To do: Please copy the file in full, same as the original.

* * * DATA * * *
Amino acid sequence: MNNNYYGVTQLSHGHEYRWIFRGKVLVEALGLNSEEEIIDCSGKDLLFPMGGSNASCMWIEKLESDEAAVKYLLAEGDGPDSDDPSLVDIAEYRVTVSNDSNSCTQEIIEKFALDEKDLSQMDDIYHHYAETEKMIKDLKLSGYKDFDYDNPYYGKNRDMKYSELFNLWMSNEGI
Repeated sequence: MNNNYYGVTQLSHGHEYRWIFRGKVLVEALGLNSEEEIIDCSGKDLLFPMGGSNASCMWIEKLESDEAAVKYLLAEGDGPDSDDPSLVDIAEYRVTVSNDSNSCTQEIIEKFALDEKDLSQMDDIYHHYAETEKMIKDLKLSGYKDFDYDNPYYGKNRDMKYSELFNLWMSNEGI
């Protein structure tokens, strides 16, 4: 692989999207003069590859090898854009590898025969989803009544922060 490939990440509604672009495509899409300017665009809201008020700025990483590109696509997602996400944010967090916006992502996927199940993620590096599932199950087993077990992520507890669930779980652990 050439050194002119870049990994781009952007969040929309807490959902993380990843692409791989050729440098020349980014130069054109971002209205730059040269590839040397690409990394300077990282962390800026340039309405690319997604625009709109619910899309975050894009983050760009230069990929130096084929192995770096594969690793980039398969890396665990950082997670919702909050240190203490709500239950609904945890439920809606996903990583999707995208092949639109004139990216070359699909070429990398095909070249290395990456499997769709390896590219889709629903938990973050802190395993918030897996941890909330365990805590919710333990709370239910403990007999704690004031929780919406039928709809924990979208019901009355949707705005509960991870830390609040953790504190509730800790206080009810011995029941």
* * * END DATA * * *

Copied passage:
Amino acid sequence: MNNNYYGVTQLSHGHEYRWIFRGKVLVEALGLNSEEEIIDCSGKDLLFPMGGSNASCMWIEKLESDEAAVKYLLAEGDGPDSDDPSLVDIAEYRVTVSNDSNSCTQEIIEKFALDEKDLSQMDDIYHHYAETEKMIKDLKLSGYKDFDYDNPYYGKNRDMKYSELFNLWMSNEGI
Repeated sequence: MNNNYYGVTQLSHGHEYRWIFRGKVLVEALGLNSEEEIIDCSGKDLLFPMGGSNASCMWIEKLESDEAAVKYLLAEGDGPDSDDPSLVDIAEYRVTVSNDSNSCTQEIIEKFALDEKDLSQMDDIYHHYAETEKMIKDLKLSGYKDFDYDNPYYGKNRDMKYSELFNLWMSNEGI
């Protein structure tokens, strides 16, 4: 692989999207003069590859090898854009590898025969989803009544922060 490939990440509604672009495509899409300017665009809201008020700025990483590109696509997602996400944010967090916006992502996927199940993620590096599932199950087993077990992520507890669930779980652990 050439050194002119870049990994781009952007969040929309807490959902993380990843692409791989050729440098020349980014130069054109971002209205730059040269590839040397690409990394300077990282962390800026340039309405690319997604625009709109619910899309975050894009983050760009230069990929130096084929192995770096594969690793980039398969890396665990950082997670919702909050240190203490709500239950609904945890439920809606996903990583999707995208092949639109004139990216070359699909070429990398095909070249290395990456499997769709390896590219889709629903938990973050802190395993918030897996941890909330365990805590919710333990709370239910403990007999704690004031929780919406039928709809924990979208019901009355949707705005509960991870830390609040953790504190509730800790206080009810011995029941």